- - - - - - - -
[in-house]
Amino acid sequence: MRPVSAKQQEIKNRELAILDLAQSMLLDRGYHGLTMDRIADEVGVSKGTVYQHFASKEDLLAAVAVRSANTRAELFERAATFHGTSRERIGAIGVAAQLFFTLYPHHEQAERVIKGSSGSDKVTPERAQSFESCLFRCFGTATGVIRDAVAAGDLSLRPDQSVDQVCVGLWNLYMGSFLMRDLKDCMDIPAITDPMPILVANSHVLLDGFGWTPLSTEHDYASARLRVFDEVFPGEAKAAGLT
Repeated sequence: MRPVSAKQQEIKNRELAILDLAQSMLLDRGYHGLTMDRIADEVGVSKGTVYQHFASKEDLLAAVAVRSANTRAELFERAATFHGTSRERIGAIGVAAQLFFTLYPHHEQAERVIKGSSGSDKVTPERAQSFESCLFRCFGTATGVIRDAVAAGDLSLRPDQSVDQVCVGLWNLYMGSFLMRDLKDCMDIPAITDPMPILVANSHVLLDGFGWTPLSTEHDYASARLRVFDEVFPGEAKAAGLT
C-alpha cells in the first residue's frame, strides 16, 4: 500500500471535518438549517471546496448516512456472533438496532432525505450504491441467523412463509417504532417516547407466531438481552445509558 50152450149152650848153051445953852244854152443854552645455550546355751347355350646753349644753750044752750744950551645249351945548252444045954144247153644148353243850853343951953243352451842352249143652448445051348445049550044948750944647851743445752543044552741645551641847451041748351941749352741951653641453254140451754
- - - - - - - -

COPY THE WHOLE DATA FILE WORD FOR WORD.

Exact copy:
[in-house]
Amino acid sequence: MRPVSAKQQEIKNRELAILDLAQSMLLDRGYHGLTMDRIADEVGVSKGTVYQHFASKEDLLAAVAVRSANTRAELFERAATFHGTSRERIGAIGVAAQLFFTLYPHHEQAERVIKGSSGSDKVTPERAQSFESCLFRCFGTATGVIRDAVAAGDLSLRPDQSVDQVCVGLWNLYMGSFLMRDLKDCMDIPAITDPMPILVANSHVLLDGFGWTPLSTEHDYASARLRVFDEVFPGEAKAAGLT
Repeated sequence: MRPVSAKQQEIKNRELAILDLAQSMLLDRGYHGLTMDRIADEVGVSKGTVYQHFASKEDLLAAVAVRSANTRAELFERAATFHGTSRERIGAIGVAAQLFFTLYPHHEQAERVIKGSSGSDKVTPERAQSFESCLFRCFGTATGVIRDAVAAGDLSLRPDQSVDQVCVGLWNLYMGSFLMRDLKDCMDIPAITDPMPILVANSHVLLDGFGWTPLSTEHDYASARLRVFDEVFPGEAKAAGLT
C-alpha cells in the first residue's frame, strides 16, 4: 500500500471535518438549517471546496448516512456472533438496532432525505450504491441467523412463509417504532417516547407466531438481552445509558 50152450149152650848153051445953852244854152443854552645455550546355751347355350646753349644753750044752750744950551645249351945548252444045954144247153644148353243850853343951953243352451842352249143652448445051348445049550044948750944647851743445752543044552741645551641847451041748351941749352741951653641453254140451754